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WSU-UW: Huskies young secondary steals show in Apple Cup

Huskies Kevin King, left, and Cory Littleton team up to tackle Cougars receiver Robert Lewis during first-half action on Saturday in Pullman. (Associated Press)
Huskies Kevin King, left, and Cory Littleton team up to tackle Cougars receiver Robert Lewis during first-half action on Saturday in Pullman. (Associated Press)

PULLMAN – After a season’s worth of growing pains, Washington’s young defensive backs were fully rewarded Saturday night.

With two sophomores and a pair of true freshmen starting in the secondary, the Huskies repeatedly shot down Washington State’s Air Raid offense in a 31-13 Apple Cup win at chilly Martin Stadium.

In other words, it was easy sledding for the young Pups.

“Heck, they didn’t even score until the fourth quarter, and that was a busted play,” sophomore cornerback John Ross said after the game.

Convincing as it was, it didn’t happen overnight for a unit long on talent but short on experience.The Huskies were torched by FCS Eastern Washington for 475 yards and seven touchdown passes back on Sept. 6, and endured rough outings against nationally-ranked Oregon and UCLA.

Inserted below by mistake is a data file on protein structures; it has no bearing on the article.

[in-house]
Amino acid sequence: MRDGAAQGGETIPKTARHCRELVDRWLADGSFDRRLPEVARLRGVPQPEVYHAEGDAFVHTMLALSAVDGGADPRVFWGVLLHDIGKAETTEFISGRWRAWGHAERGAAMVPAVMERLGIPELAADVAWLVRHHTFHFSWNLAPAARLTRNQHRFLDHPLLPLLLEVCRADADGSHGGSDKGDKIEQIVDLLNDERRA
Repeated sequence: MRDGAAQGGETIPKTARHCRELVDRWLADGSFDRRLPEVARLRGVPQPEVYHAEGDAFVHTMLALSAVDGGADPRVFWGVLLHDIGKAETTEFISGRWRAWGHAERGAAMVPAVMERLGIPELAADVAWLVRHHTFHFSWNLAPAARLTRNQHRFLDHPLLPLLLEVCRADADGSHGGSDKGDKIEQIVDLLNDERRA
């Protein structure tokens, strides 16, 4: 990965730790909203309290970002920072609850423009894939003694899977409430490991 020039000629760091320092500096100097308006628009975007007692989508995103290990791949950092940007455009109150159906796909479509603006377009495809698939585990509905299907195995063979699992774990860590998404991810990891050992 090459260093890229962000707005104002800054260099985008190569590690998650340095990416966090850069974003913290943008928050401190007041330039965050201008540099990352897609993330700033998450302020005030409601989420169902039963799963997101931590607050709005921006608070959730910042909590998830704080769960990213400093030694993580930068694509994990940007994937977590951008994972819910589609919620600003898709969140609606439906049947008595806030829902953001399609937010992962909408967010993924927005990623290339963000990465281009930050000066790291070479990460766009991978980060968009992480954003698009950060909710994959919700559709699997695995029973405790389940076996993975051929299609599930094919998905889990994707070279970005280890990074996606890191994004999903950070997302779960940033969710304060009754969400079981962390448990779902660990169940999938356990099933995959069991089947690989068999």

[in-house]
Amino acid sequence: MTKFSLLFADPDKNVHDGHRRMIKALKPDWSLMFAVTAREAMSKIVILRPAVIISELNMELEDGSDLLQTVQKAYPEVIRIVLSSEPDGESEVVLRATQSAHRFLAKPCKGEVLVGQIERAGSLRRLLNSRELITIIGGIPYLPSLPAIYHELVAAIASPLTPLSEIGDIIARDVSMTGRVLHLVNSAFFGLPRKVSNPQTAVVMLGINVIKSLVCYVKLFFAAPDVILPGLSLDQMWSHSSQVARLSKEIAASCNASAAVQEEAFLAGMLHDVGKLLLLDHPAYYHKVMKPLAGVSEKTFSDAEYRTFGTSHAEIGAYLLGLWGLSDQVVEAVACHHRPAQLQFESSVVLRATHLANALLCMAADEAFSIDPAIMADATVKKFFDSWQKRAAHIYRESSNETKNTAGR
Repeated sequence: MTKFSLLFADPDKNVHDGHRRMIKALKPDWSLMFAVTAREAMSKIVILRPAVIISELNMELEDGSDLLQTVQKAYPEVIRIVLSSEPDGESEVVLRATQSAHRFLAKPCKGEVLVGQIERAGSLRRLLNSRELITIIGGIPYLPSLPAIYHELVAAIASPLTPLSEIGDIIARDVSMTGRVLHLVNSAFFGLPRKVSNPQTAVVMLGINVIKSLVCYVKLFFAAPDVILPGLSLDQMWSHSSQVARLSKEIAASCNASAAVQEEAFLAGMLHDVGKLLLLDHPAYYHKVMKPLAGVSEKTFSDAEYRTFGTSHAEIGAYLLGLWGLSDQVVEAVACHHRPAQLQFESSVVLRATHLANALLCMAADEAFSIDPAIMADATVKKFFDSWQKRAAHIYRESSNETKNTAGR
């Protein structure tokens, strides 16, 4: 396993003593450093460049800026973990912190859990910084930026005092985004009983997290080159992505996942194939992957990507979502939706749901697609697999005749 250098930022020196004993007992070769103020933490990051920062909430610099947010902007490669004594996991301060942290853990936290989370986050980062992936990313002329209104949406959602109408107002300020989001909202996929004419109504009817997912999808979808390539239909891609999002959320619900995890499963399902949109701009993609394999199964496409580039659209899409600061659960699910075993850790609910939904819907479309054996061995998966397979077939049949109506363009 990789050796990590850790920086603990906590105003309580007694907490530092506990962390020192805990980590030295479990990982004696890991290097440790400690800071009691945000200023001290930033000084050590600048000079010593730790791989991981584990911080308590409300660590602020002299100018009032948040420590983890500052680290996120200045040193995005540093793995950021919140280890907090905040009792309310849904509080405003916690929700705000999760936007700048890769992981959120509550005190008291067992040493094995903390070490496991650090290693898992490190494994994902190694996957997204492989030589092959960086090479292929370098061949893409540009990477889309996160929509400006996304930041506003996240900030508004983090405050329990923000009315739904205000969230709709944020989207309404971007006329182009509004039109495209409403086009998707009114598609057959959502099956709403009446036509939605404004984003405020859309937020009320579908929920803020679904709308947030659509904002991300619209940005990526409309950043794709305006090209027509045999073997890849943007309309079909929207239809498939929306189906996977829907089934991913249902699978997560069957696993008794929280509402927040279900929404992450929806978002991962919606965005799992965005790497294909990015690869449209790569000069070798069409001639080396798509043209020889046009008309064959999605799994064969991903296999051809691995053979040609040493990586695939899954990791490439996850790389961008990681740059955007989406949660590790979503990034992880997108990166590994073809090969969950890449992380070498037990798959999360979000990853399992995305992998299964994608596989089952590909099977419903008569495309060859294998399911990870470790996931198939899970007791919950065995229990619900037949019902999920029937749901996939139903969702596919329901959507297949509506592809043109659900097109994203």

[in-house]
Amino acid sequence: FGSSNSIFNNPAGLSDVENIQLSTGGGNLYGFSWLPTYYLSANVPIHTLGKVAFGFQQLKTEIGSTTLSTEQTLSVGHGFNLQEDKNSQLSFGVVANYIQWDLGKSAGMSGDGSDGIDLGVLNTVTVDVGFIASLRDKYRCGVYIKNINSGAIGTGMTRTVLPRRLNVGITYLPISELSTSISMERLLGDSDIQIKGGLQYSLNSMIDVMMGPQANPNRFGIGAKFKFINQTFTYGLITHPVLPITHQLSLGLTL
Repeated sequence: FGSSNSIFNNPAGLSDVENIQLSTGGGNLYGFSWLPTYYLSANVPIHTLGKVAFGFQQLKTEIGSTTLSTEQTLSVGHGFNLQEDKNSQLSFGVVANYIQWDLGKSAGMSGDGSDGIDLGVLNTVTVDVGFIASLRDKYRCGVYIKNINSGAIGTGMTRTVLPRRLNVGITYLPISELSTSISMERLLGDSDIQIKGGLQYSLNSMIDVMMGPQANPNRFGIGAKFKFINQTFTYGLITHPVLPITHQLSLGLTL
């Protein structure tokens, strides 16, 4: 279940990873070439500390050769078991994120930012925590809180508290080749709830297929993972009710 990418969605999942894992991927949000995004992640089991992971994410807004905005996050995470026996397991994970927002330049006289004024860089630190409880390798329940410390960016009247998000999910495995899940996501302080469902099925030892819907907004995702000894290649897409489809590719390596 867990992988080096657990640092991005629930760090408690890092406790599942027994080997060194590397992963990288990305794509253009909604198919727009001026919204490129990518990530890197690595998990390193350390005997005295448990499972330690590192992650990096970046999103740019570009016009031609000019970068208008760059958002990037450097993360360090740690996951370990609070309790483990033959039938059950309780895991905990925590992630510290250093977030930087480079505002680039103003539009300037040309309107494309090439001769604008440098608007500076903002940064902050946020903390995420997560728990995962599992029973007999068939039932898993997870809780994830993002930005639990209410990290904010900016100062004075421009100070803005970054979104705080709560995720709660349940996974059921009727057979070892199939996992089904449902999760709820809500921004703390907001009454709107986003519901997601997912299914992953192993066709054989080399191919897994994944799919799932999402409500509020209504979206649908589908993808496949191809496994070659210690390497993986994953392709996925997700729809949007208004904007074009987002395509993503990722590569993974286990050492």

Yet they were coldly efficient against the Cougars, giving up 355 yards passing but intercepting three passes and holding the Cougars to a season-worst 1-for-10 performance on third down.

Already plus-10 in turnover margin going into the Apple Cup, the Huskies got three more takeaways while giving up one interception.

“Now we got 10, 11 games under our belt,” said sophomore safety Kevin King, who snagged one of the Huskies’ two interceptions. “Once you get the experience part, the coaches are putting us in good position with the calls and everything.

“And everyone’s doing a better job,” King said.

With the help of steady pressure from their front seven, the defensive backs rose to the biggest occasions in a first half that ended with the Huskies leading 14-0.

• As WSU faced fourth-and-2 at the Husky 42, Luke Falk’s pass to River Cracraft was broken up by linebacker John Timu.

• On fourth-and-5 at the UW 32 in the second quarter, Ross defended Falk’s pass to Isiah Myers.

By intermission, the Cougars were 1 for 6 on third down, 0 for 3 on fourth down and looking overmatched on almost every down.

“We expected to be physical and stop the pass,” Ross said.

Mission accomplished. While WSU coach Mike Leach has blamed his own young secondary for its lapses this season, the Huskies have steadily gained traction against a difficult schedule – and difficult circumstances.

As the promise of a 4-0 start faded to 7-5, the secondary lost its best player when NFL-caliber cornerback Marcus Peters was dismissed from the team.

At that point, coach Chris Petersen moved Ross – at that point one of the Huskies’ top receivers – into the secondary. “It’s been a fun process for me to experience both sides of the ball, I look forward to doing a lot of this next year too,” Ross said.

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